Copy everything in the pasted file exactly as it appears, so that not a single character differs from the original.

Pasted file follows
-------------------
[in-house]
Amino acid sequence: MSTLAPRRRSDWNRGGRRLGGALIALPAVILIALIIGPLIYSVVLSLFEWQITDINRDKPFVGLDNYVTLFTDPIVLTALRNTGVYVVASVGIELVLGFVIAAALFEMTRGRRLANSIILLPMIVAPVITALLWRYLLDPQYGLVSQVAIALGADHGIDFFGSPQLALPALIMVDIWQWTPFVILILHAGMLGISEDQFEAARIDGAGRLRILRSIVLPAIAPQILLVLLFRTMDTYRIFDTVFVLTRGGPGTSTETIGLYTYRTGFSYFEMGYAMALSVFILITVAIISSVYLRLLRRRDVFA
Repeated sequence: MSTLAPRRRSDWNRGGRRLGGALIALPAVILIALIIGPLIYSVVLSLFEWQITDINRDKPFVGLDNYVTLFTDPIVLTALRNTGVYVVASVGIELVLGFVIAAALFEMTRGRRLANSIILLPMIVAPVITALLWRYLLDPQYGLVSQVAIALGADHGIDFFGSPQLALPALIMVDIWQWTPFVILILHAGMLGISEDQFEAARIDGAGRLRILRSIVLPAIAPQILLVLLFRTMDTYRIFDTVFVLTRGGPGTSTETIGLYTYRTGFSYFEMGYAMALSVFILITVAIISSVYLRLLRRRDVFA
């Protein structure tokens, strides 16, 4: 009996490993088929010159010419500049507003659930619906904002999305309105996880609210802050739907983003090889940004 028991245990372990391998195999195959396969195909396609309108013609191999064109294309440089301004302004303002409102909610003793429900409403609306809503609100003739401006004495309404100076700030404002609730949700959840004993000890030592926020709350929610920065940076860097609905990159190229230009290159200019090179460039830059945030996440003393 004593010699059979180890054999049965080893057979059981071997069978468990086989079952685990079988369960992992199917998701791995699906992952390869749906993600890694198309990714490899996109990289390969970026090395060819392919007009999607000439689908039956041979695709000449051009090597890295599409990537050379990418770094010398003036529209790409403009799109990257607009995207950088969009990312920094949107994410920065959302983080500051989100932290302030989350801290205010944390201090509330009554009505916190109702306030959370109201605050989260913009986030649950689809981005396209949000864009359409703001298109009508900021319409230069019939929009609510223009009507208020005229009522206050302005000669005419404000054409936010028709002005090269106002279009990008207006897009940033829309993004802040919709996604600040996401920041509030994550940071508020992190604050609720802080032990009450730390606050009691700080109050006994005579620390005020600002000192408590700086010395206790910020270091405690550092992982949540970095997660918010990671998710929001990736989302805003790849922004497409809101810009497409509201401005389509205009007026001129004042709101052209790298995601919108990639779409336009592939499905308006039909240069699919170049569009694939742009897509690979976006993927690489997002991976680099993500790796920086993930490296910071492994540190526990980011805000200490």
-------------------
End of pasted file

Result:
[in-house]
Amino acid sequence: MSTLAPRRRSDWNRGGRRLGGALIALPAVILIALIIGPLIYSVVLSLFEWQITDINRDKPFVGLDNYVTLFTDPIVLTALRNTGVYVVASVGIELVLGFVIAAALFEMTRGRRLANSIILLPMIVAPVITALLWRYLLDPQYGLVSQVAIALGADHGIDFFGSPQLALPALIMVDIWQWTPFVILILHAGMLGISEDQFEAARIDGAGRLRILRSIVLPAIAPQILLVLLFRTMDTYRIFDTVFVLTRGGPGTSTETIGLYTYRTGFSYFEMGYAMALSVFILITVAIISSVYLRLLRRRDVFA
Repeated sequence: MSTLAPRRRSDWNRGGRRLGGALIALPAVILIALIIGPLIYSVVLSLFEWQITDINRDKPFVGLDNYVTLFTDPIVLTALRNTGVYVVASVGIELVLGFVIAAALFEMTRGRRLANSIILLPMIVAPVITALLWRYLLDPQYGLVSQVAIALGADHGIDFFGSPQLALPALIMVDIWQWTPFVILILHAGMLGISEDQFEAARIDGAGRLRILRSIVLPAIAPQILLVLLFRTMDTYRIFDTVFVLTRGGPGTSTETIGLYTYRTGFSYFEMGYAMALSVFILITVAIISSVYLRLLRRRDVFA
């Protein structure tokens, strides 16, 4: 009996490993088929010159010419500049507003659930619906904002999305309105996880609210802050739907983003090889940004 028991245990372990391998195999195959396969195909396609309108013609191999064109294309440089301004302004303002409102909610003793429900409403609306809503609100003739401006004495309404100076700030404002609730949700959840004993000890030592926020709350929610920065940076860097609905990159190229230009290159200019090179460039830059945030996440003393 004593010699059979180890054999049965080893057979059981071997069978468990086989079952685990079988369960992992199917998701791995699906992952390869749906993600890694198309990714490899996109990289390969970026090395060819392919007009999607000439689908039956041979695709000449051009090597890295599409990537050379990418770094010398003036529209790409403009799109990257607009995207950088969009990312920094949107994410920065959302983080500051989100932290302030989350801290205010944390201090509330009554009505916190109702306030959370109201605050989260913009986030649950689809981005396209949000864009359409703001298109009508900021319409230069019939929009609510223009009507208020005229009522206050302005000669005419404000054409936010028709002005090269106002279009990008207006897009940033829309993004802040919709996604600040996401920041509030994550940071508020992190604050609720802080032990009450730390606050009691700080109050006994005579620390005020600002000192408590700086010395206790910020270091405690550092992982949540970095997660918010990671998710929001990736989302805003790849922004497409809101810009497409509201401005389509205009007026001129004042709101052209790298995601919108990639779409336009592939499905308006039909240069699919170049569009694939742009897509690979976006993927690489997002991976680099993500790796920086993930490296910071492994540190526990980011805000200490």